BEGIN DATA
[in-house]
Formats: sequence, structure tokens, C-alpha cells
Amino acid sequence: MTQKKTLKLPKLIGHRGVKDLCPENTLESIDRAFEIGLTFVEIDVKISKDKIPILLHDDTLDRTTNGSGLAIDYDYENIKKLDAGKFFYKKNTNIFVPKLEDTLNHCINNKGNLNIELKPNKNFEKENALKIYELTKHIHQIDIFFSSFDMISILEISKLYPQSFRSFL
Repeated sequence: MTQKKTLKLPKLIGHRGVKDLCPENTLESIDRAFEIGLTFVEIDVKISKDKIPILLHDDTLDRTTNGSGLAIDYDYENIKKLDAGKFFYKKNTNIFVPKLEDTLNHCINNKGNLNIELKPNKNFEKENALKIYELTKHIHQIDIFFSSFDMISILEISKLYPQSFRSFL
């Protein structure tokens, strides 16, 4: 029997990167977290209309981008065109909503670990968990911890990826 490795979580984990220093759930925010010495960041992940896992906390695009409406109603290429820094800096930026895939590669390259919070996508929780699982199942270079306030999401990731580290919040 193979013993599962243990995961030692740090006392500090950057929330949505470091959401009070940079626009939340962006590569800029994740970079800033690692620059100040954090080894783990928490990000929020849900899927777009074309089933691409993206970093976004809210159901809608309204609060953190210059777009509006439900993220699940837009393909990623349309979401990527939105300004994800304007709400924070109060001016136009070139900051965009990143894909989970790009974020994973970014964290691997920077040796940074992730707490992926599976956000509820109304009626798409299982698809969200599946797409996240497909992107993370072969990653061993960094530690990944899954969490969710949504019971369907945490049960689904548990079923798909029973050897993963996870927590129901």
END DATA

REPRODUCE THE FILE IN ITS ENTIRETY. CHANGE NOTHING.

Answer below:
[in-house]
Formats: sequence, structure tokens, C-alpha cells
Amino acid sequence: MTQKKTLKLPKLIGHRGVKDLCPENTLESIDRAFEIGLTFVEIDVKISKDKIPILLHDDTLDRTTNGSGLAIDYDYENIKKLDAGKFFYKKNTNIFVPKLEDTLNHCINNKGNLNIELKPNKNFEKENALKIYELTKHIHQIDIFFSSFDMISILEISKLYPQSFRSFL
Repeated sequence: MTQKKTLKLPKLIGHRGVKDLCPENTLESIDRAFEIGLTFVEIDVKISKDKIPILLHDDTLDRTTNGSGLAIDYDYENIKKLDAGKFFYKKNTNIFVPKLEDTLNHCINNKGNLNIELKPNKNFEKENALKIYELTKHIHQIDIFFSSFDMISILEISKLYPQSFRSFL
């Protein structure tokens, strides 16, 4: 029997990167977290209309981008065109909503670990968990911890990826 490795979580984990220093759930925010010495960041992940896992906390695009409406109603290429820094800096930026895939590669390259919070996508929780699982199942270079306030999401990731580290919040 193979013993599962243990995961030692740090006392500090950057929330949505470091959401009070940079626009939340962006590569800029994740970079800033690692620059100040954090080894783990928490990000929020849900899927777009074309089933691409993206970093976004809210159901809608309204609060953190210059777009509006439900993220699940837009393909990623349309979401990527939105300004994800304007709400924070109060001016136009070139900051965009990143894909989970790009974020994973970014964290691997920077040796940074992730707490992926599976956000509820109304009626798409299982698809969200599946797409996240497909992107993370072969990653061993960094530690990944899954969490969710949504019971369907945490049960689904548990079923798909029973050897993963996870927590129901």